Annamaria Cancellieri

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Annamaria Cancellieri
Annamaria Cancellieri.jpg
Minister of Justice
In office
28 April 2013 – 22 February 2014
Prime MinisterEnrico Letta
Preceded byPaola Severino
Succeeded byAndrea Orlando
Minister of the Interior
In office
16 November 2011 – 28 April 2013
Prime MinisterMario Monti
Preceded byRoberto Maroni
Succeeded byAngelino Alfano
Commissioner of Bologna
In office
17 February 2010 – 16 May 2011
Preceded byFlavio Delbono
Succeeded byVirginio Merola
Personal details
Born (1943-10-22) 22 October 1943 (age 75)
Rome, Italy
Political partyIndependent
Alma materSapienza University of Rome

Annamaria Cancellieri (born 22 October 1943) is the former Italian minister of Interior and the former justice minister.

Early life and education[edit]

Cancellieri was born in Rome on 22 October 1943.[1] She studied political science at the University of Rome.[2][3]


Cancellieri worked for the ministry of interior beginning in 1972.[1] She then worked as a Prefetto (prefect) in Bologna, Vicenza, Bergamo, Brescia, Catania and Genova.[1] She retired from the provincial-level government representation.[4] She was subsequently appointed special commissioner of the municipalities of Bologna (in February 2010) and of Parma (in October 2011), temporarily taking over from the mayors in the wake of political scandals.[5]

She was appointed minister of interior on 16 November 2011, and was one of the technocrats in the Monti cabinet.

Her term in the Monti cabinet ended on 27 April 2013 when Enrico Letta announced that she would serve as justice minister in his cabinet.[6][7] The following day her tenure as justice minister began and she replaced Paola Severino in the post.[8] Andrea Orlando replaced her in the post in February 2014 when the Renzi cabinet was formed.[9]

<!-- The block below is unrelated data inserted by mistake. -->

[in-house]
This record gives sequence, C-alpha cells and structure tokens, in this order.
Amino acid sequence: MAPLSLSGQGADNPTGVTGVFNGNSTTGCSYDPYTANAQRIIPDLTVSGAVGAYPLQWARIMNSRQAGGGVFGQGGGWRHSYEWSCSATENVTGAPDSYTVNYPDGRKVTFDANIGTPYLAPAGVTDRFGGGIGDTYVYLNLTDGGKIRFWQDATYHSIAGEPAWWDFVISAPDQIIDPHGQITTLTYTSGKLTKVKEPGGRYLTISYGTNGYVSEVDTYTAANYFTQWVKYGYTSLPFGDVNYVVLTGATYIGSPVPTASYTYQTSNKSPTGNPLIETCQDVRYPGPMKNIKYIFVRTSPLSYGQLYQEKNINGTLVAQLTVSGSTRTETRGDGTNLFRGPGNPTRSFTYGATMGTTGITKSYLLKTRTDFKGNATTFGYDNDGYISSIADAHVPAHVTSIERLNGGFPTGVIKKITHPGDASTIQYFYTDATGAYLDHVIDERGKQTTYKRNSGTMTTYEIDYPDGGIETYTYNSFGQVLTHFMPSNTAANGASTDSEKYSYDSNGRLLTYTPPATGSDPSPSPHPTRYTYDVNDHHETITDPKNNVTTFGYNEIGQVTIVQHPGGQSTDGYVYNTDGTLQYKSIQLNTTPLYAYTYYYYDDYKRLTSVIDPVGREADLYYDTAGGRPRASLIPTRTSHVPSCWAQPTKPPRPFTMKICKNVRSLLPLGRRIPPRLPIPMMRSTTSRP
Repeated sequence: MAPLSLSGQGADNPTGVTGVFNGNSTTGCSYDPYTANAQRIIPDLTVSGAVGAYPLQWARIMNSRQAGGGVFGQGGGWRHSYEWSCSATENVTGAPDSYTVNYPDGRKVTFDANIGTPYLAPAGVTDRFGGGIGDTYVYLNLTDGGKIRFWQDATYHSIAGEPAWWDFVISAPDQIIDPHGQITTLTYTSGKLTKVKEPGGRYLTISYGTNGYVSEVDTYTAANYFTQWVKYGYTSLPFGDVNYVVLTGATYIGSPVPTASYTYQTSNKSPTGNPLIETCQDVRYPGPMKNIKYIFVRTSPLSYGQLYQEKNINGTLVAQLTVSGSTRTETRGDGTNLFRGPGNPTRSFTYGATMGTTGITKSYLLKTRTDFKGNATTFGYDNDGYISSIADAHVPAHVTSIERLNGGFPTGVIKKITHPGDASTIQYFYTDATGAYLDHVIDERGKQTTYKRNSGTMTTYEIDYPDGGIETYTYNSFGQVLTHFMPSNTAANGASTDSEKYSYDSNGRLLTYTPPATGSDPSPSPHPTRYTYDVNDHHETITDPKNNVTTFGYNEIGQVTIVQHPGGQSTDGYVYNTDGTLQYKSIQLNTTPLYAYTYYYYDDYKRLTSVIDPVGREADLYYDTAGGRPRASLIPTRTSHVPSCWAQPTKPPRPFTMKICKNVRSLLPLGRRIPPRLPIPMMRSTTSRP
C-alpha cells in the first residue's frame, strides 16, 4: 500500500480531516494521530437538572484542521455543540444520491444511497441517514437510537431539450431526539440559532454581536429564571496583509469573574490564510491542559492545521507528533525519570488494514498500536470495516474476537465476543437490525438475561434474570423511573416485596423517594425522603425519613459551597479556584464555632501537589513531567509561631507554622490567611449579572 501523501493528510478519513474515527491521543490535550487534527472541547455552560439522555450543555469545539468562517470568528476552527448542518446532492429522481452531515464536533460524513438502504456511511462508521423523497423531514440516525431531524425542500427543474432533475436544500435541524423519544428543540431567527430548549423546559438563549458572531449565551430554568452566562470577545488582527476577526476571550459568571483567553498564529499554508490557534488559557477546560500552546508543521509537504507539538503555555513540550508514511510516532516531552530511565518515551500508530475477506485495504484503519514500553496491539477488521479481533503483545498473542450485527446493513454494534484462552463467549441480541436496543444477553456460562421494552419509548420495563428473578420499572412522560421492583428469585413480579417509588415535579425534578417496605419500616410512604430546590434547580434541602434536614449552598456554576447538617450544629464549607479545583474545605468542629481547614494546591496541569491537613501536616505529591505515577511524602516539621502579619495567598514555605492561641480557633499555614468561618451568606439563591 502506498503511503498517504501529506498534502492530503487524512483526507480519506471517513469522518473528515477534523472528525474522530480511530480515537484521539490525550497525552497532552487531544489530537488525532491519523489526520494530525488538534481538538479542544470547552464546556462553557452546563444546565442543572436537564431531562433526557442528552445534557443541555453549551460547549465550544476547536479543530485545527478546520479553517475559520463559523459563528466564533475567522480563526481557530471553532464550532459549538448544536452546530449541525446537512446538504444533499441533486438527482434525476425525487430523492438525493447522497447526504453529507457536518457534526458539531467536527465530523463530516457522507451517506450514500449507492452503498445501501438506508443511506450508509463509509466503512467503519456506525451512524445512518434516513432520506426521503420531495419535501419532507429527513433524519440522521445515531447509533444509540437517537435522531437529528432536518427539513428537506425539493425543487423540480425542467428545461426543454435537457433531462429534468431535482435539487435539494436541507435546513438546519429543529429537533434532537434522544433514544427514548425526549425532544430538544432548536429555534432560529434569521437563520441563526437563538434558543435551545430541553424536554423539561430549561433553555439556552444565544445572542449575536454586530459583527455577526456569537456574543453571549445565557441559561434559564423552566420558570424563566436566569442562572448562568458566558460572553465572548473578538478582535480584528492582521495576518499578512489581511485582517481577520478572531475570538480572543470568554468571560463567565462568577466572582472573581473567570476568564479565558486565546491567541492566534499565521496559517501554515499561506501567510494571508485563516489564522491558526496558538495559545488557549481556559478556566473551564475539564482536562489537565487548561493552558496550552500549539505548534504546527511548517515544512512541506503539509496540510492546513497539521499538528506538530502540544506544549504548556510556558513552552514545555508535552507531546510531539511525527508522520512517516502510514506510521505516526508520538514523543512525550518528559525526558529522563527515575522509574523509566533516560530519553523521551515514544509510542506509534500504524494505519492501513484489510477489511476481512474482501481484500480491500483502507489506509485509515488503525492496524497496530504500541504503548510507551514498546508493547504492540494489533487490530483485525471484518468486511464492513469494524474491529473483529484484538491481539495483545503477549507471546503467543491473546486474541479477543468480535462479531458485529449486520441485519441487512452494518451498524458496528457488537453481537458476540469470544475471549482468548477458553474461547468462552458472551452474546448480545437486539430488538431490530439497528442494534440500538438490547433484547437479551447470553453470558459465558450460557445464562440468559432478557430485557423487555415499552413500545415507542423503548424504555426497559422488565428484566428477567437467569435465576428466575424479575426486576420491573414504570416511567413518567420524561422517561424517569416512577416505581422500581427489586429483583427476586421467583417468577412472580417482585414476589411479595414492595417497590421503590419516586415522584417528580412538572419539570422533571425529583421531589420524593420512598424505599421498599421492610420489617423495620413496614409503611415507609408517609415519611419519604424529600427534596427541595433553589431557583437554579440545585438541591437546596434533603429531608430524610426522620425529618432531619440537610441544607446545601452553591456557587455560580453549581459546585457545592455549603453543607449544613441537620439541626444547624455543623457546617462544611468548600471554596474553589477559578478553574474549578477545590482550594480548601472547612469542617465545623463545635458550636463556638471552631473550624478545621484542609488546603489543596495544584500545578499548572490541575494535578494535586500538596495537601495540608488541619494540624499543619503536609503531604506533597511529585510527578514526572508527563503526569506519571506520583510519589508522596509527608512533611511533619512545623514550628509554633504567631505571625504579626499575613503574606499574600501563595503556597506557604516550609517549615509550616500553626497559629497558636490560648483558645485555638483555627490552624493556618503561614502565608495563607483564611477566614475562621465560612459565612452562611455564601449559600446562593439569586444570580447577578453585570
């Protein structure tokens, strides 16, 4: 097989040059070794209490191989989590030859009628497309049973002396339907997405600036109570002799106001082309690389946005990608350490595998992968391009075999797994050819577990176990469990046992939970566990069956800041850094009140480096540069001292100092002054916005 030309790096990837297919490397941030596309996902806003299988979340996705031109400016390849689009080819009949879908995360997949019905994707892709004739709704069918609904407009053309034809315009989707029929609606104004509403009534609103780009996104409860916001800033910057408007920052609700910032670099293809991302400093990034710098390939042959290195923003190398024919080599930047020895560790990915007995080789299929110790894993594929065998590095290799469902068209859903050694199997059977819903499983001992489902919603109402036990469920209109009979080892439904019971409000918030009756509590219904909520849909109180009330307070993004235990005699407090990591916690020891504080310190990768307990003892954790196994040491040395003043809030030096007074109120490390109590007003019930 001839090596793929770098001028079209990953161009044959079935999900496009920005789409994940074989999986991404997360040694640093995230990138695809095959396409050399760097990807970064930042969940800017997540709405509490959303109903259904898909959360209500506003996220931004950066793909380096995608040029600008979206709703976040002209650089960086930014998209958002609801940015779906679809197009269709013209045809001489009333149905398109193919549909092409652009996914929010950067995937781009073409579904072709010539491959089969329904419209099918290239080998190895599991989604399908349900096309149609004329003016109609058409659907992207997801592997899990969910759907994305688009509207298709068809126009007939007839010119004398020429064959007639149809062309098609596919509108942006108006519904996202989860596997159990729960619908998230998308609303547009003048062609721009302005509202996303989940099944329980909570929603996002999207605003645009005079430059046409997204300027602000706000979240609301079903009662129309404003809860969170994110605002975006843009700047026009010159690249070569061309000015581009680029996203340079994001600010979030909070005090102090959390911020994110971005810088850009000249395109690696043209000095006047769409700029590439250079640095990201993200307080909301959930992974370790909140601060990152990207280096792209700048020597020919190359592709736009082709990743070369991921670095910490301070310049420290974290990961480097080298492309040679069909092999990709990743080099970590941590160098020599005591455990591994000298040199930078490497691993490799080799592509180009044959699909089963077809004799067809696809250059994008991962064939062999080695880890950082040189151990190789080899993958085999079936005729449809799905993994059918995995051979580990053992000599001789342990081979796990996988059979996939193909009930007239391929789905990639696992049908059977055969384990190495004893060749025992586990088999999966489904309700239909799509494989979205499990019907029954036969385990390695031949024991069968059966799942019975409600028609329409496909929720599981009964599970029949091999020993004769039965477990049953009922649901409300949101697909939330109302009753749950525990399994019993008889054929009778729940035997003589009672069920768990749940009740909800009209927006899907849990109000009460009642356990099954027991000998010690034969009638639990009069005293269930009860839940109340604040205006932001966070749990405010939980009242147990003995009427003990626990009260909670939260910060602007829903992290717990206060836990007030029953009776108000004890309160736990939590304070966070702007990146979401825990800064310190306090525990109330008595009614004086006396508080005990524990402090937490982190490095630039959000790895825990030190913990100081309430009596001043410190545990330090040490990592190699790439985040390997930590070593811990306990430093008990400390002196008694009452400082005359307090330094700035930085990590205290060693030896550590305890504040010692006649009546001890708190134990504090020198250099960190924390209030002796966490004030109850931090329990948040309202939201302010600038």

Italian court reform[edit]

In 2013, Cancellieri and Letta's government went ahead with Severino's (and Monti government's) reform of Italian courts[10] initially planned in 2012. This overdue reform was deemed necessary by a number of people in order to streamline the functioning of some of the State's courts and was part of an effort by the Italian authorities to reduce the spending of public money. However, some harsh debate arose as cases occurred in which Cancellieri ordered to close efficient courts (e.g. the court of Bassano del Grappa,[11] one of the quickest[12] in Italy) merging them with slower, less efficient courts. The decree was also passed in contrast to the requests of various authorities of Bassano[13] and Veneto,[14] and even in contrast to the Italian Parliament's official stand. The closing of the court of Bassano was later confirmed by the Constitutional Court of Italy with the reason that "the courts of Bassano and Belluno could not be balanced within the same province..." despite the fact that Bassano and Belluno are not in the same province and the Court's judgement was thus based on a false premise.[15]


  1. ^ a b c "Il ministro Annamaria Cancellieri". Ministero dell'Interno. Archived from the original on 1 January 2012. Retrieved 28 December 2011.
  2. ^ "Tutti i ministri del governo Monti". ilpost. Retrieved 29 May 2012.
  3. ^ Francesca Giuliani (16 November 2011). "The Who's Who of the Monti Government". i-Italy. Retrieved 7 September 2013.
  4. ^ Hooper, John (16 November 2011). "Mario Monti's technocrats: profiles of the new Italian cabinet". The Guardian. Rome. Retrieved 9 September 2012.
  5. ^ "Dopo l'esperienza a palazzo d'Accursio Cancellieri commissario a Parma". La Repubblica, Bologna (in Italian). 20 October 2011. Retrieved 17 November 2013.
  6. ^ "Italy PM-designate Enrico Letta agrees new government". BBC. 27 April 2013. Retrieved 27 April 2013.
  7. ^ "Governo, Letta ha sciolto la riserva. 21 ministri: Alfano all'Interno e vicepremier. Saccomanni all'economia, Cancellieri giustizia Bonino agli Esteri, Mauro alla Difesa". La Repubblica. Rome. 27 April 2013. Retrieved 27 April 2013.
  8. ^ "Italian cabinet comes together". Euronews. 28 April 2013. Retrieved 7 September 2013.
  9. ^ Naomi O'Leary (21 February 2014). "Factbox: Who's who of the cabinet named by Italy's Matteo Renzi". Reuters. Retrieved 14 July 2014.
  10. ^ "Italian Court closures". The Economist. 18 August 2012. Retrieved 11 September 2013.
  11. ^ "Major of Bassano about the closure". La domenica di Vicenza. 2 February 2013. Retrieved 11 September 2013.
  12. ^ "Data about the court's functioning" (PDF). Bassano lawyers' blog about the issue. July 2012. Retrieved 11 September 2013.
  13. ^ "Mayor's address against the court closure". Official site of the Municipality of Bassano del Grappa. 2012. Retrieved 11 September 2013.
  14. ^ "President of Veneto against slow "agony" of the court". Il Giornale di Vicenza. 5 September 2013. Retrieved 11 September 2013.
  15. ^ "Corte costituzionale Ordinanza 29 gennaio 2014" (PDF). Il Sole 24 Ore. 1 February 2014. Retrieved 3 February 2014.
Political offices
Preceded by
Roberto Maroni
Italian Minister of the Interior
Succeeded by
Angelino Alfano
Preceded by
Paola Severino
Italian Minister of Justice
Succeeded by
Andrea Orlando